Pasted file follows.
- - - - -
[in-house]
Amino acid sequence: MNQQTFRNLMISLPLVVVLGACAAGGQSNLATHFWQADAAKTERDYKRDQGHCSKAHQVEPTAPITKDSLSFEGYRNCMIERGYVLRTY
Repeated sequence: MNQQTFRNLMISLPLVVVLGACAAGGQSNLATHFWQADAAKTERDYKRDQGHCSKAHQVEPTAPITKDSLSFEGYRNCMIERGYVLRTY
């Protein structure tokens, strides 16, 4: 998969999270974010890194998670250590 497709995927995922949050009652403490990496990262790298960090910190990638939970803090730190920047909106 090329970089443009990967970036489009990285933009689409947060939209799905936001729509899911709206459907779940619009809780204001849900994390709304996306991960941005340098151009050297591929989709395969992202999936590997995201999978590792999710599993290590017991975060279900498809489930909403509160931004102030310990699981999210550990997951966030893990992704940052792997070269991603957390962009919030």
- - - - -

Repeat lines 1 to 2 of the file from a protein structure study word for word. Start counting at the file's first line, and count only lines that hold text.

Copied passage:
[in-house]
Amino acid sequence: MNQQTFRNLMISLPLVVVLGACAAGGQSNLATHFWQADAAKTERDYKRDQGHCSKAHQVEPTAPITKDSLSFEGYRNCMIERGYVLRTY